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Getting Started With Moulding – Beginners Guide

Thursday, March 18, 2021

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moulding profiles molding trim custom
One of the most important architectural details in your home is moulding. It is the frame to your entire house that sets the stage from ceiling to floor. Interior trim is versatile, beyond framing each room you can use decorative mouldings to add design accents to the walls. As the #1 provider of custom moulding profiles in Las Vegas – we can match any profile brought to us! We grind custom profiles up to 9” with our knife grinding equipment. On-site in our showroom and mill we have 4,000 moulding profile knives that you can choose from.

Our state-of-the-art equipment including an upgraded knife grinder, gang rip, and moulder allows us to run standard profiles with a 3–5-day turnaround. If requesting a custom profile, turnaround is 5-7 days. We manufacture moulding from any hardwood or softwood you need, subject to the availability of raw lumber.

Types of Interior Trim

In general, moulding throughout a home or building should match. Moulding generally describes the covering of gaps between the wall and doors, windows, ceilings, and floors. Let’s go over the most common types of moulding.

Base moulding (baseboards) runs along the floor covering the joint where the bottom of the wall and the floor meet. Base moulding throughout the home ties all the rooms together. Case moulding (trim) borders the outside of doors and windows covering the gap between the wall, acting as picture frames to the openings of the room/building. Crown moulding (cornice) caps the top of the wall where it meets the ceiling, visually elevating the ceiling height.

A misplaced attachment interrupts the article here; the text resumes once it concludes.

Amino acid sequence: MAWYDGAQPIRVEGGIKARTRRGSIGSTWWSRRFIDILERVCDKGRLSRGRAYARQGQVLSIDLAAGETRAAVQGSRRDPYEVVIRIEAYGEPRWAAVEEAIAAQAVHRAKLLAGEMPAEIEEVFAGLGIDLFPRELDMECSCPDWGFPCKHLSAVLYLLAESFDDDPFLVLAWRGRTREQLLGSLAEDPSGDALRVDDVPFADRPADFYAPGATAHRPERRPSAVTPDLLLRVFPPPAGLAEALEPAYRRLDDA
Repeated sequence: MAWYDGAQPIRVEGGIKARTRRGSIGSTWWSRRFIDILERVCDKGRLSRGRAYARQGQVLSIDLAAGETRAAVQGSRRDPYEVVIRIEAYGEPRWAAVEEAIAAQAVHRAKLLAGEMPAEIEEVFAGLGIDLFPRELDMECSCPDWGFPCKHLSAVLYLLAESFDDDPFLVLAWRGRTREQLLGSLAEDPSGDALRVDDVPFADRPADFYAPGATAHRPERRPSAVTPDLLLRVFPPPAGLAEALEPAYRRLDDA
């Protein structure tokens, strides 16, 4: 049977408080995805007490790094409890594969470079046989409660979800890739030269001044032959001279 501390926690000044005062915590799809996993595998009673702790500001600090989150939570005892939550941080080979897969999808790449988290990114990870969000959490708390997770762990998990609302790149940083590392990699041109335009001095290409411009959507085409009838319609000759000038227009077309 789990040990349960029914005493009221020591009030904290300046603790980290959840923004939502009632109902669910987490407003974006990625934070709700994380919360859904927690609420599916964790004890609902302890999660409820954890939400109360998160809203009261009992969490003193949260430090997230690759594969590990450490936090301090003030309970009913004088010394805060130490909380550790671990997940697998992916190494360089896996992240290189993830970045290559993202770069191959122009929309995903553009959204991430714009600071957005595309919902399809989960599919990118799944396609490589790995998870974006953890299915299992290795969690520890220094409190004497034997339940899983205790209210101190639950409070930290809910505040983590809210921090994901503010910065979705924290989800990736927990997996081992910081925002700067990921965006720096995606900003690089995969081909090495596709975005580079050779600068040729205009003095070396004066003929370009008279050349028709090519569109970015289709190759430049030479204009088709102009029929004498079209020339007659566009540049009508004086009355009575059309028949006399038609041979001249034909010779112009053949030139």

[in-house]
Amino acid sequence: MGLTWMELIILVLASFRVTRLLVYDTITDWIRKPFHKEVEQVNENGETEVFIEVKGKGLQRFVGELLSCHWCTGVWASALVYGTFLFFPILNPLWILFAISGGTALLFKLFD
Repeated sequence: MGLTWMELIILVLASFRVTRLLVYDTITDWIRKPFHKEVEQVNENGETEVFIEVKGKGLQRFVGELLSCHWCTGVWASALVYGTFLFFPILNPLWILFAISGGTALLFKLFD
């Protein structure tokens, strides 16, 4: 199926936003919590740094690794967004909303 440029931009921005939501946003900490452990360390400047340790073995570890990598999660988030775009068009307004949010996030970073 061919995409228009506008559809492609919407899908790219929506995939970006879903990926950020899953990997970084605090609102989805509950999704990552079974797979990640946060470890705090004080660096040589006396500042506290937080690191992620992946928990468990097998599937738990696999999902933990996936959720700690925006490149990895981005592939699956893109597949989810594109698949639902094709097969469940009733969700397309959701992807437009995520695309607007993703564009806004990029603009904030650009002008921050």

Types of Decorative Moulding

There are multiple types of decorative moulding that act as accents giving a personal touch and design to the home/building. The major types that we typically manufacture are for the corners, stairs, and walls.

Outside corner moulding (corner trim) encases the protruding edge of the wall for protection or to hide the seam between walls. Chair rail moulding normally sits below the windowsill, no taller than a third of the length of the wall adding dimension to an otherwise flat wall. The chair rail also earned its name by protecting dining room walls from being bruised by chairs.

To create wainscoting on the bottom half of the wall panel moulding is often paired with a chair rail. It is trim combined with raised wall panels enhancing the crown and base moulding. Plant on moulding (applied moulding) is general-purpose profiles or decorative details that can be placed on top of other elements, wherever it looks good.

Types of Moulding Joints

To connect the wood mouldings there are two major types of moulding joints used. Tongue and groove (T&G) involve milling the moulding in which the tongue of one piece fits together with the groove of another piece, interlocking.  T&G is a long-lasting method for keeping the pieces together, it tends to lay flatter and allows the molding to be applied horizontally or vertically.

Shiplap involves milling the top and bottom of each piece of moulding to form a rabbet joint simply sitting evenly on top of one another. Due to its low cost and appeal to many homeowners, shiplap can be beneficial.

Woodstock Architectural Products can produce any mouldings of your dreams. We are your one-stop-shop when it comes to mouldings, book an appointment to get your order started today!


Black History Spotlight – African American Woodworkers

Tuesday, February 23, 2021

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Wood has always been a prominent building and construction material because it’s durable yet versatile. Making things from wood can start as a simple hobby and over time become your skill. Then beyond skill, there is a natural talent. Many woodworking projects today are replicas of another man’s creation.